Complacency and markets are a dangerous combination. So far, there have been some rumblings about the position of lower quality borrowers with junk status. But even here, no one worries much, dismissing it as a liquidity problem. Note the evasion: the problem is not regarded to be the borrowers so much as market liquidity. Well, there is now a real issue that challenges this complacency, and that is commodity-related debt.
Energy-related liabilities are where most of the trouble lies. The annualised gross value of oil sales has fallen during 2015 by about $2 trillion. The effect on oil company profits and the decline in tax revenue for oil exporting countries is obvious. The effect on suppliers, ancillary businesses and retailers in the vicinity of oil production is perhaps less so. But the biggest problem for the oil industry is the loss of cash-flow to support the debt that has financed the investment and working capital involved. And because oil is priced in dollars, most of this debt is also denominated in dollars, not in local currencies that can be devalued to depreciate the debt. Continue reading
The FOMC at least still knows how to throw a party. It may not be what it once was, but for one day there was the familiar euphoria predicated upon the wish that central bankers might know something about anything. All-too-quickly, however, it vanished as it becomes increasingly clear, despite all attempts to rewrite this history, that there are no answers. After but a day, reality rudely intruded on the recovery, perhaps suggesting that it was the simultaneous recession announcement people are now more attuned to.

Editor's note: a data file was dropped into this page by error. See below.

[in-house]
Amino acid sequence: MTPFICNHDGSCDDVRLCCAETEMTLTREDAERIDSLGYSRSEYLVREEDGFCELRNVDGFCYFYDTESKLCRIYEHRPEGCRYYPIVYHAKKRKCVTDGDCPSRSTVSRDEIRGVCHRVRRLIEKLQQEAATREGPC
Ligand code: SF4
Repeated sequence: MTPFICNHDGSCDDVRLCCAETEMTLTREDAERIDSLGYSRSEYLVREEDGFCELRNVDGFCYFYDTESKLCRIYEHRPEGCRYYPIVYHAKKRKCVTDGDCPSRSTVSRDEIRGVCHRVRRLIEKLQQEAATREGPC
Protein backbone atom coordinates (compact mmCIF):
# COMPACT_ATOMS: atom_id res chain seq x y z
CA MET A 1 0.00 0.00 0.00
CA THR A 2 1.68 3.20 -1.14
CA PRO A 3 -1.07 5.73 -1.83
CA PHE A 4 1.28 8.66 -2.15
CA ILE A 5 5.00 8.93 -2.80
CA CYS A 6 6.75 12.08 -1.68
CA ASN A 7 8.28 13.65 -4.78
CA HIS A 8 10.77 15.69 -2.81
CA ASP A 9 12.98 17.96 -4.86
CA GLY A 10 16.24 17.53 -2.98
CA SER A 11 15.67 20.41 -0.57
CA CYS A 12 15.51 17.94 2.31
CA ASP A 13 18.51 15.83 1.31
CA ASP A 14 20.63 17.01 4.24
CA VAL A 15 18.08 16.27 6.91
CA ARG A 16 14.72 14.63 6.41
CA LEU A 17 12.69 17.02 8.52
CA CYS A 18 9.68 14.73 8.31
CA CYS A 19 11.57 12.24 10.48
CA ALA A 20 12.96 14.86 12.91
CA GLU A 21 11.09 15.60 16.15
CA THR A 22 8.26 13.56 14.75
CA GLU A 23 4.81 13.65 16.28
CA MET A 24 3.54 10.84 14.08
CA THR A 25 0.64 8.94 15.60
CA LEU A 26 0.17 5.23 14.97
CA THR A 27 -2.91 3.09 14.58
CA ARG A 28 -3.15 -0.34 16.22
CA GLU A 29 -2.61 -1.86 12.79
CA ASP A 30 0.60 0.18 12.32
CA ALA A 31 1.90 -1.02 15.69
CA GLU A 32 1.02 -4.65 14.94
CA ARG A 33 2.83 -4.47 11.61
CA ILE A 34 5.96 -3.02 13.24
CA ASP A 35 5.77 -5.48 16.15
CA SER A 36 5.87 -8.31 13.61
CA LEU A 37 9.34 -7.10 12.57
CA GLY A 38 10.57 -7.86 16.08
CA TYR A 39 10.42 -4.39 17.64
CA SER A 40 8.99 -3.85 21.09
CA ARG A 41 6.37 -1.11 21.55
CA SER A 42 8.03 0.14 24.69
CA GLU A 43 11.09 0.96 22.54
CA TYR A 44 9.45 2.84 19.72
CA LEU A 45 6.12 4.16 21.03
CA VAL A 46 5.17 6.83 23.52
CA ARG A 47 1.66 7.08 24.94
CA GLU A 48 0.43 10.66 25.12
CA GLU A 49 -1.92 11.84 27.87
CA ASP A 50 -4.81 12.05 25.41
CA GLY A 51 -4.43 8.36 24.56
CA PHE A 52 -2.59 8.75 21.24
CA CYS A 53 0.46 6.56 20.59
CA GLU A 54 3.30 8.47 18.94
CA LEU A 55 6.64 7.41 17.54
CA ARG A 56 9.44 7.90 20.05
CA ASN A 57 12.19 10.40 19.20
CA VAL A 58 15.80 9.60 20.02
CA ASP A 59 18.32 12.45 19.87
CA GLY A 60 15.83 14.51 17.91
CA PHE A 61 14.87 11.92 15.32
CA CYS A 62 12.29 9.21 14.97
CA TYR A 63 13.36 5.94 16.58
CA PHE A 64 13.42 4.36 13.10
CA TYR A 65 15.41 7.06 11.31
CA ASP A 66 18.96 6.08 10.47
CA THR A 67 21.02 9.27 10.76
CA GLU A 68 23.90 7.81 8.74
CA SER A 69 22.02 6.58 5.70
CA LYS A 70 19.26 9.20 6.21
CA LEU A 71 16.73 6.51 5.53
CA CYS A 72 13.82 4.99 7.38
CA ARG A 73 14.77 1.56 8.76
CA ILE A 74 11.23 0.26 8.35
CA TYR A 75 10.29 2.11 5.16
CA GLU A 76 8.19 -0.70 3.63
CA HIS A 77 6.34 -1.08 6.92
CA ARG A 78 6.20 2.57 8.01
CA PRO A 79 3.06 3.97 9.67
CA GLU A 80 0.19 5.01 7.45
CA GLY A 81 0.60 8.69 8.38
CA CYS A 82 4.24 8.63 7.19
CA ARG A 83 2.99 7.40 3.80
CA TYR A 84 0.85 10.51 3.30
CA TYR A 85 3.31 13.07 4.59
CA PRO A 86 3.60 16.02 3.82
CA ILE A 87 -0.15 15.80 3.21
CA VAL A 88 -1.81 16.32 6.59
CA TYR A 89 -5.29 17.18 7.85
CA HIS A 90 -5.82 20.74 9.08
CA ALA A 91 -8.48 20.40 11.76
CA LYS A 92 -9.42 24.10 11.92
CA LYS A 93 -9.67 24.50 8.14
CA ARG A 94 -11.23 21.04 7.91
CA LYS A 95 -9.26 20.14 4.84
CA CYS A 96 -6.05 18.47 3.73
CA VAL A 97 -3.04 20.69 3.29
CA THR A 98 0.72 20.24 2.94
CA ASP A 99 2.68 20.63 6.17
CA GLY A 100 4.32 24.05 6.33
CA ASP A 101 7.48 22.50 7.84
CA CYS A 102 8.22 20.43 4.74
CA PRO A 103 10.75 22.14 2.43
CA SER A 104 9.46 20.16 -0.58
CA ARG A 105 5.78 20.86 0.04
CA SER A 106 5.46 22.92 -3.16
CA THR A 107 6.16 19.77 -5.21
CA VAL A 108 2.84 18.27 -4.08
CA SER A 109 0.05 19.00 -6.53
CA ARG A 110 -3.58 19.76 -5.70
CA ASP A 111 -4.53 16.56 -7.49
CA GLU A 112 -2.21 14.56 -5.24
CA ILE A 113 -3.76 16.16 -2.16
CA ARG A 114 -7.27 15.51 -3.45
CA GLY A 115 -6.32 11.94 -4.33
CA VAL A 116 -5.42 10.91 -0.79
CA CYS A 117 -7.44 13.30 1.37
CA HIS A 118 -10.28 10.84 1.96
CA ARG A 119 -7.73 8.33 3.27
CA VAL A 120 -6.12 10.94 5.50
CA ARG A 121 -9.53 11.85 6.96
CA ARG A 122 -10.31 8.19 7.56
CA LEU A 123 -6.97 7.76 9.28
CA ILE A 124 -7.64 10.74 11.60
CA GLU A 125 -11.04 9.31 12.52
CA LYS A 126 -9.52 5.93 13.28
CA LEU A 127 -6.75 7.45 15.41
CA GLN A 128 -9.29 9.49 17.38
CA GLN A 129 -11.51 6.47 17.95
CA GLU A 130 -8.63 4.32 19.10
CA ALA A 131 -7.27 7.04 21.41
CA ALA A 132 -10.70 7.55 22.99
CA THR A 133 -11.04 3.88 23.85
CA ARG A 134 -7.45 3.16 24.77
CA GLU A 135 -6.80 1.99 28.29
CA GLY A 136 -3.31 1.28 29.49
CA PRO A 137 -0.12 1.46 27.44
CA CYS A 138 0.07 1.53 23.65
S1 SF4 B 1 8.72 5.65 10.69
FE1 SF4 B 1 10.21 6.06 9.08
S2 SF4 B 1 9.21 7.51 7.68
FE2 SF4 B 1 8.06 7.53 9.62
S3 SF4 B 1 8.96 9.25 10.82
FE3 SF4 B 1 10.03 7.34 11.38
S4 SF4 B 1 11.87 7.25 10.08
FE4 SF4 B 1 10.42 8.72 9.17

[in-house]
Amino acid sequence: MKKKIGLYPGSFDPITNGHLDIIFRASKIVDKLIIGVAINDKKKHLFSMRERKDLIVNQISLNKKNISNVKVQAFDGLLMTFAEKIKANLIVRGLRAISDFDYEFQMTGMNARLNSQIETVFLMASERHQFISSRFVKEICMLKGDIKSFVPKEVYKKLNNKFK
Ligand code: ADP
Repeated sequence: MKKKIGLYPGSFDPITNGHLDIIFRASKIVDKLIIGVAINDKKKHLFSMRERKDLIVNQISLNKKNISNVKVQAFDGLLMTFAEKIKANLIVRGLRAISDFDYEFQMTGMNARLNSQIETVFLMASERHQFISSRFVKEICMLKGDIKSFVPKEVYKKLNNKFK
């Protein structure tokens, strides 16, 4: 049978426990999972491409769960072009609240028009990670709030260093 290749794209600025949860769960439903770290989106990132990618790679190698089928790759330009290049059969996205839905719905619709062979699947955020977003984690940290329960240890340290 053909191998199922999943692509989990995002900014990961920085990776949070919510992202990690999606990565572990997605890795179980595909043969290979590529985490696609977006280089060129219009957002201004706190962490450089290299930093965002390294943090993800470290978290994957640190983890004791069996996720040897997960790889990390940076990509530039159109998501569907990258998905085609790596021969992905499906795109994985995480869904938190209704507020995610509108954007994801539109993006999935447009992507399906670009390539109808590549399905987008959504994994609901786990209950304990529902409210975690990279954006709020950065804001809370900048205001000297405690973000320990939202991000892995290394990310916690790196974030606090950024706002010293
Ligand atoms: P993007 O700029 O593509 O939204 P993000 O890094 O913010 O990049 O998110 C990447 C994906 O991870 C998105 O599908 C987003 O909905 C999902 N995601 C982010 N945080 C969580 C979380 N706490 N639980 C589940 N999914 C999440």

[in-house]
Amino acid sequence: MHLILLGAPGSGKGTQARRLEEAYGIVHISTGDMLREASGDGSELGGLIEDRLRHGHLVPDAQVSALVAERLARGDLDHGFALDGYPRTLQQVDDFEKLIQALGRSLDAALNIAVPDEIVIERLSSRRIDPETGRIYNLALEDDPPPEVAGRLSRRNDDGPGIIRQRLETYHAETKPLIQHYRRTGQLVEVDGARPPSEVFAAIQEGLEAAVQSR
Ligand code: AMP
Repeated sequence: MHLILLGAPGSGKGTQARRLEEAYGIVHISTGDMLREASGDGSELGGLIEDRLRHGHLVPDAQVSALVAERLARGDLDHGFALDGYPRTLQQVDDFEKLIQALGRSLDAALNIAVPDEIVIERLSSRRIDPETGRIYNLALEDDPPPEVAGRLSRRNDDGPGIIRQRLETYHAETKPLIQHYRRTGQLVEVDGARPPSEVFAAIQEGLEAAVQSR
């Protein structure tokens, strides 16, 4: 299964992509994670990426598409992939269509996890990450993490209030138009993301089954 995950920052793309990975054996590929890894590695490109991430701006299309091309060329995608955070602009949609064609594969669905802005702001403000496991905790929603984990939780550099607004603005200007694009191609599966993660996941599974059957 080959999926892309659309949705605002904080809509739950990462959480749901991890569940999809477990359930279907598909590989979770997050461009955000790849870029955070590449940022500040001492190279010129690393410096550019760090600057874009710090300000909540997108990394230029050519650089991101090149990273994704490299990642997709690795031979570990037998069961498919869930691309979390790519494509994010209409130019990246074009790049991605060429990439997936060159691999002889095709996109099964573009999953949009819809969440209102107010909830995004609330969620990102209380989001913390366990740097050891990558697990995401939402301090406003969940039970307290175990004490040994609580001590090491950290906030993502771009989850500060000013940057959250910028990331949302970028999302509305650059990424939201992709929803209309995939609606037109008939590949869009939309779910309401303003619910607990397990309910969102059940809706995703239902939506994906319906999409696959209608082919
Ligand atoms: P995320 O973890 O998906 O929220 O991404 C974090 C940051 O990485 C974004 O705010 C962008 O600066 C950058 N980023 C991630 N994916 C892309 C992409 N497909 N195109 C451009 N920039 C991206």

U.S. stocks dropped Thursday on persistent concern over faltering global economic growth, led by declines in energy and materials shares, a day after shares had rallied on the Federal Reserve’s decision to raise interest rates.
The selloff continues so far this morning as global, for once, means global which includes the US much to the dismay of the mainstream that still clings to the idea that the US economy is in primary condition for overheating. The dichotomy remains simply how it defined QE’s influence; “stimulus” is assumed to be stimulative, so at the end of it the intended target must have been stimulated even when it doesn’t show it. Therefore, according to orthodox mythology, if that isn’t truly apparent it only means it is about to be.
In Japan, however, this mysticism is contrarily naked. Redistribution and “inflation” suggestions are revealed in all their gruesome horror. The Bank of Japan has no plausible outlet for “overheating” since the entire Japanese economy is a gaping wound; Japanese households most especially. Further, as to leave little doubt about any of it, that hole in the Japanese economy coincides exactly with what the Bank of Japan infuriatingly claims will heal it.